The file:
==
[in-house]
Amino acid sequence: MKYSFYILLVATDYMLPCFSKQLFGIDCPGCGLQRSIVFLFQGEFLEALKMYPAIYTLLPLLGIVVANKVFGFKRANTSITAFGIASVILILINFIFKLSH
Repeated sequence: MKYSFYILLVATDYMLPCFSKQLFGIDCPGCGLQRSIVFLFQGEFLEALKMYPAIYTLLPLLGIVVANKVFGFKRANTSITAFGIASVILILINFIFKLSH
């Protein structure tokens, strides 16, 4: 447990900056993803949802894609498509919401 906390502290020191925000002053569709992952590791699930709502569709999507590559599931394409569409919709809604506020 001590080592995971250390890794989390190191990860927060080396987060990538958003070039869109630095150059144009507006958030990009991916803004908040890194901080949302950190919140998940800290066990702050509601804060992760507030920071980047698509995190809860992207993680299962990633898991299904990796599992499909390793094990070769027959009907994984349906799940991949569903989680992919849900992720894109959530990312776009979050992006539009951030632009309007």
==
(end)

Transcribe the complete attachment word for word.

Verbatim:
[in-house]
Amino acid sequence: MKYSFYILLVATDYMLPCFSKQLFGIDCPGCGLQRSIVFLFQGEFLEALKMYPAIYTLLPLLGIVVANKVFGFKRANTSITAFGIASVILILINFIFKLSH
Repeated sequence: MKYSFYILLVATDYMLPCFSKQLFGIDCPGCGLQRSIVFLFQGEFLEALKMYPAIYTLLPLLGIVVANKVFGFKRANTSITAFGIASVILILINFIFKLSH
């Protein structure tokens, strides 16, 4: 447990900056993803949802894609498509919401 906390502290020191925000002053569709992952590791699930709502569709999507590559599931394409569409919709809604506020 001590080592995971250390890794989390190191990860927060080396987060990538958003070039869109630095150059144009507006958030990009991916803004908040890194901080949302950190919140998940800290066990702050509601804060992760507030920071980047698509995190809860992207993680299962990633898991299904990796599992499909390793094990070769027959009907994984349906799940991949569903989680992919849900992720894109959530990312776009979050992006539009951030632009309007």